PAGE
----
Spaying and neutering are the best ways to keep the pet population from exploding. They lower the number of dogs and other animals in shelters. This leads to fewer euthanizations of unwanted pets. It also frees up resources at shelters so dogs can get the care they need.
Spaying and neutering are also important for dogs’ health. Dogs that are not spayed or neutered are at greater risk for certain types of cancer. They are also more likely to get lost or wander and get injured. Finally, they are more likely to have aggressive, competitive tendencies.
There are many benefits to spaying and neutering dogs when they reach sexual maturity. But not every dog parent can cover the cost of the procedure. That’s where low-cost spay and neuter clinics come in. They provide the procedure at a discounted rate for those who can’t afford the services of a veterinarian. Unfortunately, there are people who try to take advantage of these services. These people just want to save a buck. However, they take up time and resources that could be used for people and animals that really need them.
Low-cost spay and neuter clinics are not meant for everyone. They are only meant for those who need them. So what can we do to make sure that dog owners are being honest? And how do we ensure people aren’t taking advantage of the services that these clinics provide? Here’s what you should know about low-cost spay and neuter clinics.
What low-cost spay and neuter clinics are for
Low-cost spay and neuter clinics offer spaying and neutering procedures at a discounted rate. These clinics are usually run by volunteers and veterinarians who donate their time to help people and their pets. Most of these volunteers do not get paid or only get paid very little for their services. Community and local organizations typically fund the clinics. Hospitals often donate equipment and supplies.
Low-cost spay and neuter clinics are not run for profit. Therefore, their budgets are tight and they really rely on donated resources. Their supplies are limited, and every animal that they care for requires some of those supplies. That’s why it’s so important to not overburden these clinics with clients who could pay for the services elsewhere.
Who low-cost spay and neuter clinics are for
Most shelters spay or neuter dogs available for adoption from their facilities. Adoption fees may include some of the cost of the procedure. But there are many reasons dog owners might have a dog that hasn’t been fixed. They might have inherited an unaltered dog. They may have been surprised by an unexpected pregnancy in their pet and have a litter of puppies to care for. Or, they might rescue a dog that doesn’t come from a shelter. If they can’t afford to have their dogs spayed or neutered, they rely on spay and neuter clinics to help them out.
Low-cost spay and neuter clinics are for dog parents that are under a certain income level or those who live on public assistance. These services can remove some of the financial burdens of pet parenthood and provide an incentive for pet parents to get these procedures done. In turn, this takes some strain off of shelters by ensuring that new puppies aren’t accidentally born and surrendered.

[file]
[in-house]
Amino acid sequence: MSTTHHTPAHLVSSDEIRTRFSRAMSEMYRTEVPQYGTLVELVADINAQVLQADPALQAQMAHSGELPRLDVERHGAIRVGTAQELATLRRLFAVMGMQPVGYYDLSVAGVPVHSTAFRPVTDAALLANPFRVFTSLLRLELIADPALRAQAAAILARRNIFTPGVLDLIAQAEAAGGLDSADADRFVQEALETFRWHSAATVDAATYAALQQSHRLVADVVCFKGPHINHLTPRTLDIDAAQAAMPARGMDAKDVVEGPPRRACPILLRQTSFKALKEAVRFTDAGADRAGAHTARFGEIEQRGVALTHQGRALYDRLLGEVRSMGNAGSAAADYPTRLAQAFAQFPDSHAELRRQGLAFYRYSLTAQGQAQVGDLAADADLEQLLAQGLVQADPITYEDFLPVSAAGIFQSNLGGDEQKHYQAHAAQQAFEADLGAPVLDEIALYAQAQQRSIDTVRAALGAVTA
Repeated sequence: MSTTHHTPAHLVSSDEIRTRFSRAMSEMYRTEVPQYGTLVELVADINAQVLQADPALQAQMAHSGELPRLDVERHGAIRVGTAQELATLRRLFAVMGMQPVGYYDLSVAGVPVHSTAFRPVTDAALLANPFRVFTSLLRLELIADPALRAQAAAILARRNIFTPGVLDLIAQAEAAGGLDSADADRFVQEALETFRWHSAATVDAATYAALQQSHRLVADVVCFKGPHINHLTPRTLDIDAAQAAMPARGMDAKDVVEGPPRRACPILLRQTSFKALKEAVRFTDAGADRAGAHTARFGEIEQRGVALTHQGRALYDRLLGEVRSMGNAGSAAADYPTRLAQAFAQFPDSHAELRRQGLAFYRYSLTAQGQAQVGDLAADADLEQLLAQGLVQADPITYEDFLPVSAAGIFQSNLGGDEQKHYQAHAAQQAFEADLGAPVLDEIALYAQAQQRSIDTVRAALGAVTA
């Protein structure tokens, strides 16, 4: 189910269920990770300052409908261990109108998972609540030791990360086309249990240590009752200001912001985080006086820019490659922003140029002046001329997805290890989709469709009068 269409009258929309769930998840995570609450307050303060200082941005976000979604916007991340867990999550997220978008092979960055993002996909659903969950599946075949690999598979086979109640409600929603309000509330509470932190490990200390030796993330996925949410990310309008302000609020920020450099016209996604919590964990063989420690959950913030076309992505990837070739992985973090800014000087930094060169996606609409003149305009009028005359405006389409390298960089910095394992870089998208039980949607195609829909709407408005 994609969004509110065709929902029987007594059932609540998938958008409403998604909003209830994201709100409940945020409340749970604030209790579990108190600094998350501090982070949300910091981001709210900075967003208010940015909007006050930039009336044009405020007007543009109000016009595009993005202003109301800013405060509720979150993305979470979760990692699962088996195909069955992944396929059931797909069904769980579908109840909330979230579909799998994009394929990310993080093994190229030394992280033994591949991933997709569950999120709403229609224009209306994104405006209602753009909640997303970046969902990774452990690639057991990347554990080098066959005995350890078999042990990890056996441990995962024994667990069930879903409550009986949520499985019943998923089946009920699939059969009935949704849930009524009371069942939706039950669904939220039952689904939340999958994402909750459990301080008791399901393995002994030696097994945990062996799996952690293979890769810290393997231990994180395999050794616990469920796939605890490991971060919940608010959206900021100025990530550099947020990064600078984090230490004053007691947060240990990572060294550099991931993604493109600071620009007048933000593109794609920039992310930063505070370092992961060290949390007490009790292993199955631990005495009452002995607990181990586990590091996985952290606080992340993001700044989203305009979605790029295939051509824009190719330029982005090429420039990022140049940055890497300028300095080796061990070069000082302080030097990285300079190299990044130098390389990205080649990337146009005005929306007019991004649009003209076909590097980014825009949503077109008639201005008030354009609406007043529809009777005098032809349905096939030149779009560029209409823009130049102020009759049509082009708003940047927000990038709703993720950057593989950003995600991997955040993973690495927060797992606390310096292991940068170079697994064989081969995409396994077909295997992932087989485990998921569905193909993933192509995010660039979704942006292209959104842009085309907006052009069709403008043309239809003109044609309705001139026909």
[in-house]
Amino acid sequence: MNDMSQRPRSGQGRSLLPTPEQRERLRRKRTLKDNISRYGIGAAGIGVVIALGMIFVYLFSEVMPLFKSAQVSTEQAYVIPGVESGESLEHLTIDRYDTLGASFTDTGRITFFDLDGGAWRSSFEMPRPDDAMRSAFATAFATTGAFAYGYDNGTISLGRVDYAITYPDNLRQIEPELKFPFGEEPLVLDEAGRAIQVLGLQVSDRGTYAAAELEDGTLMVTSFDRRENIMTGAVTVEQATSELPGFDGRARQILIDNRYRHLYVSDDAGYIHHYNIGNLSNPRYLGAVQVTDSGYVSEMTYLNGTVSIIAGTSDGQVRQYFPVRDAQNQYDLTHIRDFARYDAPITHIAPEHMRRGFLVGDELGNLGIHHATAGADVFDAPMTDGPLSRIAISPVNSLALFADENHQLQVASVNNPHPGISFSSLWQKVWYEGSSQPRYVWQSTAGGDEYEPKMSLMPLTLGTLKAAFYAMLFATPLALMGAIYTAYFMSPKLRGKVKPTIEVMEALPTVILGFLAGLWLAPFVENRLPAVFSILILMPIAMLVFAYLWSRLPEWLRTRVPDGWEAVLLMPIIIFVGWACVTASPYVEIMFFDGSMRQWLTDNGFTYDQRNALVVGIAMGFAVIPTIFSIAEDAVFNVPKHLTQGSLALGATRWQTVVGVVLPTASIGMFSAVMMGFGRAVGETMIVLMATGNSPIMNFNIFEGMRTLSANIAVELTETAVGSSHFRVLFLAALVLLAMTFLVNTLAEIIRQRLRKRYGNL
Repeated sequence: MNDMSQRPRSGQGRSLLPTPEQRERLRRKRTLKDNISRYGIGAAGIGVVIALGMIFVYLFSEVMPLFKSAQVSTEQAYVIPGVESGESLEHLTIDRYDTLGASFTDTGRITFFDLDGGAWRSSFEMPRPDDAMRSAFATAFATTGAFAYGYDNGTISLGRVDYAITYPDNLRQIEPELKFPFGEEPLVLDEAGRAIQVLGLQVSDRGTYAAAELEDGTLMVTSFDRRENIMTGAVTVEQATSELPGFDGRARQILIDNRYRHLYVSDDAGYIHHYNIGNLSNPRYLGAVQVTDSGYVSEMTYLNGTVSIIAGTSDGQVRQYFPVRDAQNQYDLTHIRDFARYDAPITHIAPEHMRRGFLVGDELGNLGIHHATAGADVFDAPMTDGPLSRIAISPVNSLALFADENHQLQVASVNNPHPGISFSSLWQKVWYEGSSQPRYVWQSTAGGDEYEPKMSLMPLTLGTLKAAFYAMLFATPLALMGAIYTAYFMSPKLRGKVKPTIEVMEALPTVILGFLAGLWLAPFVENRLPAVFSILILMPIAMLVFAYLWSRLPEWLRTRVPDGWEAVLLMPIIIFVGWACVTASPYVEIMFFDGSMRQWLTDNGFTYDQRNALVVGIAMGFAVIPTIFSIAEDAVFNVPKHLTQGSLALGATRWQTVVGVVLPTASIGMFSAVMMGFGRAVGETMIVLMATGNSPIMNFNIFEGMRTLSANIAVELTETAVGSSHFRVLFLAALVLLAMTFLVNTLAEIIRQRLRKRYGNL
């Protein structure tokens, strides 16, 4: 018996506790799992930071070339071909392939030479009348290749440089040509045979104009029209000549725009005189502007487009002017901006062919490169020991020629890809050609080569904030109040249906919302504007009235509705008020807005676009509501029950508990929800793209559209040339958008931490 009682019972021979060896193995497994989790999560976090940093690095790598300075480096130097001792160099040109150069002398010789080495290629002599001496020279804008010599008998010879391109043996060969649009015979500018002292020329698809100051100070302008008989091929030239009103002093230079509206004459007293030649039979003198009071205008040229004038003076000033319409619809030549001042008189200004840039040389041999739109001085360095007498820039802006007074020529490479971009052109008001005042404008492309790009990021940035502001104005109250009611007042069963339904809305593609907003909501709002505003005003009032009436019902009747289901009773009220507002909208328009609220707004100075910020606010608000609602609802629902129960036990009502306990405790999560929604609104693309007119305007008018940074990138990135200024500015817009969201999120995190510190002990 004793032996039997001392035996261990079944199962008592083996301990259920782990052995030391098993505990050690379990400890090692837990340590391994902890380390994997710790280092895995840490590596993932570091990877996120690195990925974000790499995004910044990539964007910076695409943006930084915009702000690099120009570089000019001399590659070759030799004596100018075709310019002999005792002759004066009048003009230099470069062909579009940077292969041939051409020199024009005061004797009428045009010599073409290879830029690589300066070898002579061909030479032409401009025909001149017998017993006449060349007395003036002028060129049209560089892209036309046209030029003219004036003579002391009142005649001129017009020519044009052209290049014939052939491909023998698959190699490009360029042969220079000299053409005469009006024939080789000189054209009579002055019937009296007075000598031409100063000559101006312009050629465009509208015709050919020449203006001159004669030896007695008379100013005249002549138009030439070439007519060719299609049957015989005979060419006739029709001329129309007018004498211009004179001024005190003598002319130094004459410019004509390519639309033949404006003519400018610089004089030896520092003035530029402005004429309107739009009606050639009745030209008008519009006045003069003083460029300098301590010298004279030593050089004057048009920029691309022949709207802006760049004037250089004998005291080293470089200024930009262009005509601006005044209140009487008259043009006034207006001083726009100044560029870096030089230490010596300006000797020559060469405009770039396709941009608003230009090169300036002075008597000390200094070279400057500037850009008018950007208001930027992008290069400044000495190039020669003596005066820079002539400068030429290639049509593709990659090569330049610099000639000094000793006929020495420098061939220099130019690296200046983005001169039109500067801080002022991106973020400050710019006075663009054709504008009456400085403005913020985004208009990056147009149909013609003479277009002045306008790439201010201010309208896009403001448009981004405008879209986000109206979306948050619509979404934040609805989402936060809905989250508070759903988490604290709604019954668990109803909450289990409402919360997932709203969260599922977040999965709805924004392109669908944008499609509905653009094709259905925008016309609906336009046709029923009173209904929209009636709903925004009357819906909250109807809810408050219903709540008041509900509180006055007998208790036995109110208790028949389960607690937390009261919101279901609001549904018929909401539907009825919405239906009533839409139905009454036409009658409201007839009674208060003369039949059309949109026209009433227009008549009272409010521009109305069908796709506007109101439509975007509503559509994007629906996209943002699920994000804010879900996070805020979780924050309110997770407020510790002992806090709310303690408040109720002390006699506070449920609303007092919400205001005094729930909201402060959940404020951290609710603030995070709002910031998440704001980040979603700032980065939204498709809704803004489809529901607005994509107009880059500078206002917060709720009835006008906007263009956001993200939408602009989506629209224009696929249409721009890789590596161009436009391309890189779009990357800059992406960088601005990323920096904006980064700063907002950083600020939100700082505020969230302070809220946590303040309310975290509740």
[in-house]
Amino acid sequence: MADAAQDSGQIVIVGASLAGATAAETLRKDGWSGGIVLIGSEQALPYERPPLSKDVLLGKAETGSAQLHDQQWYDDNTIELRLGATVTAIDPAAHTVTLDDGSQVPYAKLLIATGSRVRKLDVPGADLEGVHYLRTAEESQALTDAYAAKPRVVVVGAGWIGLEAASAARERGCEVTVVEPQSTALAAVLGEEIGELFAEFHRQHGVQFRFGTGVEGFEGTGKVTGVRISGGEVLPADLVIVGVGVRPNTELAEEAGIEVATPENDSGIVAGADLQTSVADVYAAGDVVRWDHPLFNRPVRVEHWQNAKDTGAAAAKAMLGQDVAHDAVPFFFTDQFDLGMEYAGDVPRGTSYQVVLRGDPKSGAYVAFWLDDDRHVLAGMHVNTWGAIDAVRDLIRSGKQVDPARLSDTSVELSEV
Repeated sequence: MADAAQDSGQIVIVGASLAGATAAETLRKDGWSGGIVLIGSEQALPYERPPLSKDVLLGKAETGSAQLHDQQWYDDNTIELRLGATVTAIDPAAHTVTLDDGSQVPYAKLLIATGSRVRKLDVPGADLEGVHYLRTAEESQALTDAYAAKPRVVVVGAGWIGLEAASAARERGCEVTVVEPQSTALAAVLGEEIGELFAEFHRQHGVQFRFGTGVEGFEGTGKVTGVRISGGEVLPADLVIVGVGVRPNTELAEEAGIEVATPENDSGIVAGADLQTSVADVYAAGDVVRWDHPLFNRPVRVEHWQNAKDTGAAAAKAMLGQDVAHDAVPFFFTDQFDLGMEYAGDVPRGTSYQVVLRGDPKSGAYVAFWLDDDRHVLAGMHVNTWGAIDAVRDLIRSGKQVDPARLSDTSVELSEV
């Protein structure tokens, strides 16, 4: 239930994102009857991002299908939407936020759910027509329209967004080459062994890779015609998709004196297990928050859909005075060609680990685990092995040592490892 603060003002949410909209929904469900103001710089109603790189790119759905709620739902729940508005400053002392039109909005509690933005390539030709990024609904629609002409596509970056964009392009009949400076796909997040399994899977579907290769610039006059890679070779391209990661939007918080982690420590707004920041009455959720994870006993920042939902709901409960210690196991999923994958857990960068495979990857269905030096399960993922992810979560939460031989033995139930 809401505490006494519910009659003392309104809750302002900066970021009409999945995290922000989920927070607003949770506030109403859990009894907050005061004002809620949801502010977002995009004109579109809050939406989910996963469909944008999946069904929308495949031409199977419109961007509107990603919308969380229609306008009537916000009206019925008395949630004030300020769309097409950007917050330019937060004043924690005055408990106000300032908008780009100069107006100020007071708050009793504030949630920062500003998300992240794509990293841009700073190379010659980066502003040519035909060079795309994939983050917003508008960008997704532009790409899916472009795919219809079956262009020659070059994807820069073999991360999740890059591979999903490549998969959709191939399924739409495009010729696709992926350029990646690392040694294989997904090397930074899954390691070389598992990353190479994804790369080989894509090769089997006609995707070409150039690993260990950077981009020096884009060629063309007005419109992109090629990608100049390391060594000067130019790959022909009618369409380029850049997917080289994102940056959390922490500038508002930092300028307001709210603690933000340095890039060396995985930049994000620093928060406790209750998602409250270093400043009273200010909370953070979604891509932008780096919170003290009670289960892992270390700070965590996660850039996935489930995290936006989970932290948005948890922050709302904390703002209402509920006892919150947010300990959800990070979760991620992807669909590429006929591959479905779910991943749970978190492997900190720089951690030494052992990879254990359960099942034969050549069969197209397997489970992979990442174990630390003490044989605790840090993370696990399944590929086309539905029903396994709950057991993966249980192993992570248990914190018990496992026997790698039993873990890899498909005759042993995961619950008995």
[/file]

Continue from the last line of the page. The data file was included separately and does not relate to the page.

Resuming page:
Abusing the system
Unfortunately, some people who should be able to afford to have the procedures done at their own expense choose to take advantage of these clinics. Some volunteers see purebred animals that were clearly bought from breeders or pet stores for hundreds or thousands of dollars come into their clinics. The owners are definitely able to afford to have these dogs spayed or neutered. Some justify this by saying that their normal vet is trying to rip them off, but it’s mostly about being cheap.
Because these clinics run on volunteers’ time, financial contributions from the community, and donated supplies, one could say that these people are stealing from charity. How can we keep people honest and make sure that they are really in need of low-cost spay and neuter clinic services?
How to stop people from taking advantage
Some clinics solve the problem by requiring proof of income or proof of public assistance. Spay-Neuter Kansas, for example, accepts tax returns and other forms of proof. The ASPCA’s Mobile Spay/Neuter Clinics in New York City accept proof of welfare, Medicare, Medicaid, food stamps, public housing, and more.
There are other clinics that don’t require proof of income or public assistance at all. These are the clinics that might be misused by people who don’t have a real need. They prefer to trust people to do the right thing, and while most people are honest, some are not. How can we protect them?
Requiring proof of income or public assistance can be one step in making sure these clinics can operate for people who need them, but it may also make it hard for people in desperate situations who, for one reason or another, cannot provide proof of their need. Maybe one thing we can do instead or in addition to requiring proof of need is educating people about low-cost spay and neuter clinics and how they operate.
If people knew that these are non-profit clinics run completely by donations, they might be less willing to take advantage of people’s generosity. Very few people think that stealing from charity is a good or right thing to do. We can also educate people on what goes into a spay or neuter procedure so they can better understand why veterinarians charge what they do. It doesn’t hurt for caring dog parents to share this information. Sure, there will always be people who do the wrong thing, and we need to find solutions to prevent them from using resources provided by charity, but education is an important step to take.